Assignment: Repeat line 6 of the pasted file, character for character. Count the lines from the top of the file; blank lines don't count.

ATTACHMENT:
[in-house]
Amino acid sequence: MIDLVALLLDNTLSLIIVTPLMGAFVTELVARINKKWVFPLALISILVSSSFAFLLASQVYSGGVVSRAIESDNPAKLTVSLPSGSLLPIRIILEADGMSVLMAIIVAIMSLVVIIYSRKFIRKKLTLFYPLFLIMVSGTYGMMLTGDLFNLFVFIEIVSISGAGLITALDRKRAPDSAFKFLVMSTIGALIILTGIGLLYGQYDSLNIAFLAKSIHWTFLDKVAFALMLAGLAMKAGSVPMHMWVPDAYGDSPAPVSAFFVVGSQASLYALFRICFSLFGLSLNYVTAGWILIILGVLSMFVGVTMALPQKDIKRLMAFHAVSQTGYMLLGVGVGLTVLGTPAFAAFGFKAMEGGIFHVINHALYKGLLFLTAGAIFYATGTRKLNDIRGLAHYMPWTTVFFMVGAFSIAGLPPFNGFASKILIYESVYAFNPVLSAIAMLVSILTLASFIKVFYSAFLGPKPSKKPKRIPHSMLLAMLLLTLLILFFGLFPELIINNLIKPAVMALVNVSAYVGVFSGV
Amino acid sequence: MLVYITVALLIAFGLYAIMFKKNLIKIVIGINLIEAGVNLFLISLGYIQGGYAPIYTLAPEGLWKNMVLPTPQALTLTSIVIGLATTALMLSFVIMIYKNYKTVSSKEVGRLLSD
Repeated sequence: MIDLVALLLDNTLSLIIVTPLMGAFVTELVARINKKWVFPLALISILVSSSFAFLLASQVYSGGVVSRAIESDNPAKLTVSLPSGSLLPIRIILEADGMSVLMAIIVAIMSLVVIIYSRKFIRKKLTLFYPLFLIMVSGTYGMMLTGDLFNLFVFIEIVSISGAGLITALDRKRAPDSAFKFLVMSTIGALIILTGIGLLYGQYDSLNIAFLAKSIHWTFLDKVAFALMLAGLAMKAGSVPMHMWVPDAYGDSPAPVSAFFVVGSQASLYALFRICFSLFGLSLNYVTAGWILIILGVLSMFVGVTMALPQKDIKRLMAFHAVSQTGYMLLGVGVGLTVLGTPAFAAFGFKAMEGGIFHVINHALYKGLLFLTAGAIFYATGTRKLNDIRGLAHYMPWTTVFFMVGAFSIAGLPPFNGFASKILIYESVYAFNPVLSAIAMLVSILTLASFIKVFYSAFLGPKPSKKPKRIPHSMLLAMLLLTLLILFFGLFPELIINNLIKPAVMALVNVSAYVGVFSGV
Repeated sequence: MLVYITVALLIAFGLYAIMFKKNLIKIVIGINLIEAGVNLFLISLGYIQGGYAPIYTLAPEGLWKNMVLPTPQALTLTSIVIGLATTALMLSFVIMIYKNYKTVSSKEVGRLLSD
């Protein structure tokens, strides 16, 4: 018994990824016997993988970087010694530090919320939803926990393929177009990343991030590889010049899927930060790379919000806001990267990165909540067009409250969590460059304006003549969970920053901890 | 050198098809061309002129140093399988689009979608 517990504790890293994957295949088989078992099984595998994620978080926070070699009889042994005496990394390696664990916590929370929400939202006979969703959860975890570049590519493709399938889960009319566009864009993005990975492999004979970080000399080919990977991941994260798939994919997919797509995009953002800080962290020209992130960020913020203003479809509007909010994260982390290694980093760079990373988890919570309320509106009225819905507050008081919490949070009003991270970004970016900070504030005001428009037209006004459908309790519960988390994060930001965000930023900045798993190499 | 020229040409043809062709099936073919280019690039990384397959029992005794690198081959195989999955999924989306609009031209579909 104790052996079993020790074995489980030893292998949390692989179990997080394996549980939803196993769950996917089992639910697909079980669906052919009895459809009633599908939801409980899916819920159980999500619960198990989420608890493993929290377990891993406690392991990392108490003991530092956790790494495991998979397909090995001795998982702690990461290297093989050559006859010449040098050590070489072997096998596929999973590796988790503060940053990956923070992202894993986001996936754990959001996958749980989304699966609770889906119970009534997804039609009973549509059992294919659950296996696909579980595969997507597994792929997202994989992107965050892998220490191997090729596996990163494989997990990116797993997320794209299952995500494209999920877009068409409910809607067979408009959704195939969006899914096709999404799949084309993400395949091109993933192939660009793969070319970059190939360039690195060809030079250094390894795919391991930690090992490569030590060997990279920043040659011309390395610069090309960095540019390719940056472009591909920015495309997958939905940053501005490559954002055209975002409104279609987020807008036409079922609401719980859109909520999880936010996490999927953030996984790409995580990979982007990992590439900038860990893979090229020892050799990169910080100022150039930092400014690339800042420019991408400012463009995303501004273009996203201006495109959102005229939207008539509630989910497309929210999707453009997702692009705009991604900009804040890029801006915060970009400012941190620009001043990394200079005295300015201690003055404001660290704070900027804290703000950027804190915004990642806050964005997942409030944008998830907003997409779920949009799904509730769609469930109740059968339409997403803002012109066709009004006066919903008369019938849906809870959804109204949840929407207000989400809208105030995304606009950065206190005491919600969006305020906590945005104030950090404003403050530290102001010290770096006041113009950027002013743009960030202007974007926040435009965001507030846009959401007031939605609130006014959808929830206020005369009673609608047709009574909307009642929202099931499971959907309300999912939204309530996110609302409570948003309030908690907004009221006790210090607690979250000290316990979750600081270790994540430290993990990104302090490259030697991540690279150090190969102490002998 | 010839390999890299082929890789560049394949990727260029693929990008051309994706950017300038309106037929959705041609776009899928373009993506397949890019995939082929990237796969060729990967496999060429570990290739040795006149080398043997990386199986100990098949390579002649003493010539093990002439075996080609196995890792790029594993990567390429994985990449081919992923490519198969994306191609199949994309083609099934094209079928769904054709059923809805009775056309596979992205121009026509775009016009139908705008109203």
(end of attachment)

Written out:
């Protein structure tokens, strides 16, 4: 018994990824016997993988970087010694530090919320939803926990393929177009990343991030590889010049899927930060790379919000806001990267990165909540067009409250969590460059304006003549969970920053901890 | 050198098809061309002129140093399988689009979608 517990504790890293994957295949088989078992099984595998994620978080926070070699009889042994005496990394390696664990916590929370929400939202006979969703959860975890570049590519493709399938889960009319566009864009993005990975492999004979970080000399080919990977991941994260798939994919997919797509995009953002800080962290020209992130960020913020203003479809509007909010994260982390290694980093760079990373988890919570309320509106009225819905507050008081919490949070009003991270970004970016900070504030005001428009037209006004459908309790519960988390994060930001965000930023900045798993190499 | 020229040409043809062709099936073919280019690039990384397959029992005794690198081959195989999955999924989306609009031209579909 104790052996079993020790074995489980030893292998949390692989179990997080394996549980939803196993769950996917089992639910697909079980669906052919009895459809009633599908939801409980899916819920159980999500619960198990989420608890493993929290377990891993406690392991990392108490003991530092956790790494495991998979397909090995001795998982702690990461290297093989050559006859010449040098050590070489072997096998596929999973590796988790503060940053990956923070992202894993986001996936754990959001996958749980989304699966609770889906119970009534997804039609009973549509059992294919659950296996696909579980595969997507597994792929997202994989992107965050892998220490191997090729596996990163494989997990990116797993997320794209299952995500494209999920877009068409409910809607067979408009959704195939969006899914096709999404799949084309993400395949091109993933192939660009793969070319970059190939360039690195060809030079250094390894795919391991930690090992490569030590060997990279920043040659011309390395610069090309960095540019390719940056472009591909920015495309997958939905940053501005490559954002055209975002409104279609987020807008036409079922609401719980859109909520999880936010996490999927953030996984790409995580990979982007990992590439900038860990893979090229020892050799990169910080100022150039930092400014690339800042420019991408400012463009995303501004273009996203201006495109959102005229939207008539509630989910497309929210999707453009997702692009705009991604900009804040890029801006915060970009400012941190620009001043990394200079005295300015201690003055404001660290704070900027804290703000950027804190915004990642806050964005997942409030944008998830907003997409779920949009799904509730769609469930109740059968339409997403803002012109066709009004006066919903008369019938849906809870959804109204949840929407207000989400809208105030995304606009950065206190005491919600969006305020906590945005104030950090404003403050530290102001010290770096006041113009950027002013743009960030202007974007926040435009965001507030846009959401007031939605609130006014959808929830206020005369009673609608047709009574909307009642929202099931499971959907309300999912939204309530996110609302409570948003309030908690907004009221006790210090607690979250000290316990979750600081270790994540430290993990990104302090490259030697991540690279150090190969102490002998 | 010839390999890299082929890789560049394949990727260029693929990008051309994706950017300038309106037929959705041609776009899928373009993506397949890019995939082929990237796969060729990967496999060429570990290739040795006149080398043997990386199986100990098949390579002649003493010539093990002439075996080609196995890792790029594993990567390429994985990449081919992923490519198969994306191609199949994309083609099934094209079928769904054709059923809805009775056309596979992205121009026509775009016009139908705008109203």